TG&Y remains the great “Five and Ten Cent Store” of Oklahoma history. Generations of Sooners visited their neighborhood TG&Y customer-friendly department stores for discount rates on everything from toys to hardware, before anyone ever heard of another department store giant founded by an Oklahoman, Wal-mart. Almost as famous as the TG&Y name itself were such monikers as “Toys, Guns, and Yo yos” and “Turtles, Girdles, and Yo yos.”
Three small-town young men from the Southern Plains of western Oklahoma—Rawdon E. Tomlinson of Frederick, Enoch L. “Les” Gosselin of Cordell, and Raymond A. Young of Kingfisher—founded the legendary chain in 1935. They merged stores they already owned. They picked the first letters of their own three last names to name the company, and in order of their ages.
The youngest of the three, Oklahoma State University graduate Young, was what business historian Steve Lackmeyer called the “heart and soul” of TG&Y throughout its many decades of operation. He led the company and provided its vision.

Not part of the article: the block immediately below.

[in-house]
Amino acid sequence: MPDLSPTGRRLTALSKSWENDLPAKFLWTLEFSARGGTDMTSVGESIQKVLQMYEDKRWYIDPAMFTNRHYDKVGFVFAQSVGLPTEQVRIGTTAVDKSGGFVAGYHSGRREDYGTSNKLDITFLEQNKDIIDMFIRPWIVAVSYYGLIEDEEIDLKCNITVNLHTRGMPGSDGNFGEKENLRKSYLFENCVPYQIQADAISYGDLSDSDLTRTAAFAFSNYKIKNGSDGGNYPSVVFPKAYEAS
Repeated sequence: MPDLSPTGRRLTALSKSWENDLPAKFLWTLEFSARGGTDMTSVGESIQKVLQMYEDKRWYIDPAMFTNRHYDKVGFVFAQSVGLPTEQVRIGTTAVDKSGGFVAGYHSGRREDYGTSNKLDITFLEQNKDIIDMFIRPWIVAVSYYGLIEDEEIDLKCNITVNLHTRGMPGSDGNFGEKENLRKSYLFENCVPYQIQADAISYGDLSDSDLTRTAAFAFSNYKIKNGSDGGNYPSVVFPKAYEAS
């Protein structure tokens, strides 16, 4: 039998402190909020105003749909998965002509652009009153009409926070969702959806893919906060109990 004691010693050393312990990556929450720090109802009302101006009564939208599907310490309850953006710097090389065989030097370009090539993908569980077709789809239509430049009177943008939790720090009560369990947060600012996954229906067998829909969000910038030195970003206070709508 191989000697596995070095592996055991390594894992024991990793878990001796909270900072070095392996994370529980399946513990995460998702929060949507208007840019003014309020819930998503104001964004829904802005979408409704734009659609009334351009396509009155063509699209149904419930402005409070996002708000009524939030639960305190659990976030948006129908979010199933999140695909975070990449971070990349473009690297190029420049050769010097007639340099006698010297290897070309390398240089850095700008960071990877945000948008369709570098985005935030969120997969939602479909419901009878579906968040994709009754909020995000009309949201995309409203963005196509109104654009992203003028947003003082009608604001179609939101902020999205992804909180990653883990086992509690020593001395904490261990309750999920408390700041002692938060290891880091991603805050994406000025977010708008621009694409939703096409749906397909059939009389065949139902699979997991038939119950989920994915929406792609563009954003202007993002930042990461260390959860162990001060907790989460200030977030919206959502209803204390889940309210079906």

The first original TG&Y variety store opened the next year in Norman, backed by the philosophy, “have what people want at a price they can afford to pay.” Boldness and innovation became hallmarks of the company. Its leaders built a giant warehouse so they could purchase goods directly from manufacturers rather than wholesalers. This cut the cost of merchandise to customers.
Far from restoring prosperity to America, other than in select industries, World War II rendered countless products even scarcer for the public. These included store fixtures. So Young and his confederates built a plant and manufactured their own!
Their audacious and ingenious spirit fueled the history and success of this Oklahoma legend until its final stores closed early in the 21st century. Young died the same year.
The above article is a bonus to the fascinating historical content found within our book
Oklahomans Vol 2 :
Statehood - 2020s
which can be purchased HERE.
View the inspiring 2-minute preview video HERE.